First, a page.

I’m finding that it’s very emotional and we’re able to give people a weekend away. They’re brought to tears by the idea that there are people who do care and donate. There are companies, CEOs and resort owners who care, and everybody comes together to give them time and show them that they’re more than just a uniform. They’re a whole person with a host of things on their plate.
ET: You wrote in American Wife that a goal of the foundation is to provide experiences that help families reconnect. What else does the foundation offer to that end?
TK: What we also know to be true is that a nice trip is good, but it can’t be ‘one and done.’ So we’re constantly working on ways to enrich the experience, to have mentors, to have a network to put these people in touch with each other so they don’t feel so alone, and to give them resources. Right now we’re providing a concierge, white-glove sort of service where we’ll find the childcare that works for them, for example. We handle all the details, soup to nuts, and try to give them time together.
When I look back on my life with Chris I have cherished memories. One of those is a weekend in a hotel in Ohio that we ended up getting as a gift from my mother. It’s one of my favorite memories even though we didn’t do anything. We napped and we cuddled and we watched movies and ordered room service, and it was wonderful because it was just us and no expectations, no demands. Sometimes I think a little thing like that gives you months and months of renewed faith in your relationship and love.
We’re finding that the people we help, which is so typical of service members, is that you help them, and they want to reach out to help someone also. It ends up being this amazing, strong network of people who don’t want to be the only ones to be better; they want to help everyone else be better, too. It’s just a really cool thing.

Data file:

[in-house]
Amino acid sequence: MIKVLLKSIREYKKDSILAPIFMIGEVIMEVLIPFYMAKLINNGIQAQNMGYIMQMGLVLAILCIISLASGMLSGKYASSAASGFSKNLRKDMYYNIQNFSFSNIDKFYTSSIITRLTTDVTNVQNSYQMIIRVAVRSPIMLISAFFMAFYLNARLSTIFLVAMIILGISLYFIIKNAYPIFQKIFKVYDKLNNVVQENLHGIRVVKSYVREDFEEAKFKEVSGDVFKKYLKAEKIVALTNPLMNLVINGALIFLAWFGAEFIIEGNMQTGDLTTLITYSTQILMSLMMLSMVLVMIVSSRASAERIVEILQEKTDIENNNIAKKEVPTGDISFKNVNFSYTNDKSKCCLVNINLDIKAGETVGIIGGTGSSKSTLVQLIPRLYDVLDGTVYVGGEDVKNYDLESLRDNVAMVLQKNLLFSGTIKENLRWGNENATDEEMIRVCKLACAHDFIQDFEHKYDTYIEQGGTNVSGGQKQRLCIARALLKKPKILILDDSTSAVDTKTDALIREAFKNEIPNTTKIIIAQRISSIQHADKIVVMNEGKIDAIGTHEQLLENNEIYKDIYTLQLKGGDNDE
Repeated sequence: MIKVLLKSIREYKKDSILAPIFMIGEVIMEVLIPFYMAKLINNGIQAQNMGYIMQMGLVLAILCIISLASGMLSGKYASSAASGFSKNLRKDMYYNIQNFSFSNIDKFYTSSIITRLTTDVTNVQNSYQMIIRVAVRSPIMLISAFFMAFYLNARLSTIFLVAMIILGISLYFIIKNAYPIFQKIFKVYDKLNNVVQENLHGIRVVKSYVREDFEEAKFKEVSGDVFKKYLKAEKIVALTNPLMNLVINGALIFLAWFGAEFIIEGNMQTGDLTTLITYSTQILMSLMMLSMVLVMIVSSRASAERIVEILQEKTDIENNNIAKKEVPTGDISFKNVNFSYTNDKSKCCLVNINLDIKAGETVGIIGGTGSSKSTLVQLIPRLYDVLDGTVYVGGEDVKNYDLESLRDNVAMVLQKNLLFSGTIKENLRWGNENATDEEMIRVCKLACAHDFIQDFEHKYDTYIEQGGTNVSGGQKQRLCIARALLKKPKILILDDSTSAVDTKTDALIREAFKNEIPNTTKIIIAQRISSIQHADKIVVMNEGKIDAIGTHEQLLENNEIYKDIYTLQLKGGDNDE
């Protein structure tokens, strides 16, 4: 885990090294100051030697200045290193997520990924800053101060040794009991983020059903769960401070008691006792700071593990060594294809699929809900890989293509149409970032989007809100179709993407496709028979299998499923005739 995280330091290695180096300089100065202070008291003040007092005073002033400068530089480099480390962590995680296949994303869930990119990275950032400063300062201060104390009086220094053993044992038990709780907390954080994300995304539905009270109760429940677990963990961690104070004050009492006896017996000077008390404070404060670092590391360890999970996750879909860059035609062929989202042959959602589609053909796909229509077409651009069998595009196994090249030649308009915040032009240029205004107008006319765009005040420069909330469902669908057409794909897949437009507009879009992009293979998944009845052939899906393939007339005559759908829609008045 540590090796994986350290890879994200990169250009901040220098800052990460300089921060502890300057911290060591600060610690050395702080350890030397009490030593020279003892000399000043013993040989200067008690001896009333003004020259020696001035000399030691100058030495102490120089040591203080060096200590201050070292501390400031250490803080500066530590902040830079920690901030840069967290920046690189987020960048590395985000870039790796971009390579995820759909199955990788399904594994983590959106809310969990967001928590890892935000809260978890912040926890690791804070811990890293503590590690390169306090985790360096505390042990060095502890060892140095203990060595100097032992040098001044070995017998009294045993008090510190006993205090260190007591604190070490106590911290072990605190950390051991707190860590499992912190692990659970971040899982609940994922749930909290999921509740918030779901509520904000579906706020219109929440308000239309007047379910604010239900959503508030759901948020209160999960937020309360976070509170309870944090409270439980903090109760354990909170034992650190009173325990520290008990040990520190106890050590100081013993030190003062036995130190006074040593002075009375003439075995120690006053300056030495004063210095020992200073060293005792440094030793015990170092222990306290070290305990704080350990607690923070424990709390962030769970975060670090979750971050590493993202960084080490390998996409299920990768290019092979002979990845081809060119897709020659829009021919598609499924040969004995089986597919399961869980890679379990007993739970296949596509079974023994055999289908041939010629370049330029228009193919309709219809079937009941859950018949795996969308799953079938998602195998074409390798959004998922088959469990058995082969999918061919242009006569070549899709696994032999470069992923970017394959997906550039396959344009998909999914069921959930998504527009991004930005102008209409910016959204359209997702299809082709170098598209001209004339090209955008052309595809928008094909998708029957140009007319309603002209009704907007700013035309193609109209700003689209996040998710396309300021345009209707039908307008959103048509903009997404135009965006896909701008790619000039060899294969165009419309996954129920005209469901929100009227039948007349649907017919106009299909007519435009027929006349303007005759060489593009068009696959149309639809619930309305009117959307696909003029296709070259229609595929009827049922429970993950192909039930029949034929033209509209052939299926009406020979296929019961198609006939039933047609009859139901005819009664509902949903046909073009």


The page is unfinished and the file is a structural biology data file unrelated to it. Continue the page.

ET:That was so true of Chris, too. After having difficulty adjusting to civilian life, he found happiness and healing in helping other veterans.
TK: That’s absolutely true. He was so uncomfortable with the idea of a book because he just wanted to be the guy in the background. The book got a dialogue started, and it grew into one-on-one time with people. He always spent one-on-one time with people because that was his nature. People reached out to him, and he reached out to them in a way that was really comfortable and organic. People trusted him, and he trusted them.
It ended up being an act of service because it gave him more of a way to help touch lives. I remember having that conversation with him. I said, “Babe, you’re still serving. You’re still serving through this book and the things that you do.” And I remember he paused and had to kind of consider it for a minute because he felt like serving others was an integral part of who he was, and he wasn’t sure he did it in a meaningful way anymore. But he started to see that it was meaningful; it was just different.
ET: Tell me about how helping other veterans helped heal Chris.
TK: It did, absolutely. It was such a part of his personality that when you look back on his life, and the things people tell me about when he was a kid or in high school, people to this day talk about his protective nature in just a calm, confident, no-BS kind of way.
ET: So his helping others brought back the person he was before deployment.
TK: Yes. That was such a part of his personality even as a kid, that without being in active service, I don’t think he would have felt complete. He felt he let his country down when he got out of the military, he really did, and that was very hard for me to understand. And I’ve talked to so many wives who feel the same way. I got a text the other day from a SEAL wife who said, “I’ve said those exact words: ‘You’ve done your part.’” It gives me chills because the words that other wives have said are verbatim. And I get it now. It’s just something that’s part of the personality of these guys or women.
ET: And that when it’s gone it’s like they’ve lost a piece of themselves.
TK: Exactly. That’s exactly it. And they feel like they are letting their country down. They feel that they are quitters.
ET: How did you get to the optimistic state of mind that you are in now from the grieving and depression you felt after Chris died?